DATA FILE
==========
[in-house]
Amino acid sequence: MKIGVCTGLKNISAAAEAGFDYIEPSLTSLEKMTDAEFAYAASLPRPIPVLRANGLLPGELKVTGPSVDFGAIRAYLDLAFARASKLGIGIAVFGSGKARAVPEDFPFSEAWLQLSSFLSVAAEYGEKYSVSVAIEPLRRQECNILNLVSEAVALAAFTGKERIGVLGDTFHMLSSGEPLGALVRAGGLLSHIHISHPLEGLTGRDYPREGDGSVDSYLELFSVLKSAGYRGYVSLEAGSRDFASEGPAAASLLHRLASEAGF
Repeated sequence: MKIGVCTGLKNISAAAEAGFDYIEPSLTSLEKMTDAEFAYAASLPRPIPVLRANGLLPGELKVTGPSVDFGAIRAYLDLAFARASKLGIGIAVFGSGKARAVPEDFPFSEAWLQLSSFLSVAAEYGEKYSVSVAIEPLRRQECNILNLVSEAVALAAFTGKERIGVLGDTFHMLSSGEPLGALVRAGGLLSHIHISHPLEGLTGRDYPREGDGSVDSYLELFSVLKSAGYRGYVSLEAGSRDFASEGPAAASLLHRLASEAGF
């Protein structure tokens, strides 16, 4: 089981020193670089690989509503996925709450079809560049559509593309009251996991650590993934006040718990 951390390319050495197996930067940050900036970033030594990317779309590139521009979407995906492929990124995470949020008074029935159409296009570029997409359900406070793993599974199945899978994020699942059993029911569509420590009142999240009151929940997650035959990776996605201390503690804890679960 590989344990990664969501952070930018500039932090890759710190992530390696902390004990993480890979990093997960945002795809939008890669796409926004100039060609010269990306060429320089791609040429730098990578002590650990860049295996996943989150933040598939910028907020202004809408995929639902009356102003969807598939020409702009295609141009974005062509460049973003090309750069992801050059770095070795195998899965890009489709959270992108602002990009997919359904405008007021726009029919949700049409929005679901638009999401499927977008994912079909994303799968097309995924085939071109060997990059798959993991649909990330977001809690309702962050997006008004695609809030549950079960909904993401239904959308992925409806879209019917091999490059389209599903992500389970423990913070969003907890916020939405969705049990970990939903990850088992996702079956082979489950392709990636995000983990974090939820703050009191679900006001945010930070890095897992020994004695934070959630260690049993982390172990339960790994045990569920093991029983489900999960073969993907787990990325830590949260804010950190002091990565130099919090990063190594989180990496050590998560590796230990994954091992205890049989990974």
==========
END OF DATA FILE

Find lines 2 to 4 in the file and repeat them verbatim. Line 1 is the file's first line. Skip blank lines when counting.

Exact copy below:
Amino acid sequence: MKIGVCTGLKNISAAAEAGFDYIEPSLTSLEKMTDAEFAYAASLPRPIPVLRANGLLPGELKVTGPSVDFGAIRAYLDLAFARASKLGIGIAVFGSGKARAVPEDFPFSEAWLQLSSFLSVAAEYGEKYSVSVAIEPLRRQECNILNLVSEAVALAAFTGKERIGVLGDTFHMLSSGEPLGALVRAGGLLSHIHISHPLEGLTGRDYPREGDGSVDSYLELFSVLKSAGYRGYVSLEAGSRDFASEGPAAASLLHRLASEAGF
Repeated sequence: MKIGVCTGLKNISAAAEAGFDYIEPSLTSLEKMTDAEFAYAASLPRPIPVLRANGLLPGELKVTGPSVDFGAIRAYLDLAFARASKLGIGIAVFGSGKARAVPEDFPFSEAWLQLSSFLSVAAEYGEKYSVSVAIEPLRRQECNILNLVSEAVALAAFTGKERIGVLGDTFHMLSSGEPLGALVRAGGLLSHIHISHPLEGLTGRDYPREGDGSVDSYLELFSVLKSAGYRGYVSLEAGSRDFASEGPAAASLLHRLASEAGF
């Protein structure tokens, strides 16, 4: 089981020193670089690989509503996925709450079809560049559509593309009251996991650590993934006040718990 951390390319050495197996930067940050900036970033030594990317779309590139521009979407995906492929990124995470949020008074029935159409296009570029997409359900406070793993599974199945899978994020699942059993029911569509420590009142999240009151929940997650035959990776996605201390503690804890679960 590989344990990664969501952070930018500039932090890759710190992530390696902390004990993480890979990093997960945002795809939008890669796409926004100039060609010269990306060429320089791609040429730098990578002590650990860049295996996943989150933040598939910028907020202004809408995929639902009356102003969807598939020409702009295609141009974005062509460049973003090309750069992801050059770095070795195998899965890009489709959270992108602002990009997919359904405008007021726009029919949700049409929005679901638009999401499927977008994912079909994303799968097309995924085939071109060997990059798959993991649909990330977001809690309702962050997006008004695609809030549950079960909904993401239904959308992925409806879209019917091999490059389209599903992500389970423990913070969003907890916020939405969705049990970990939903990850088992996702079956082979489950392709990636995000983990974090939820703050009191679900006001945010930070890095897992020994004695934070959630260690049993982390172990339960790994045990569920093991029983489900999960073969993907787990990325830590949260804010950190002091990565130099919090990063190594989180990496050590998560590796230990994954091992205890049989990974």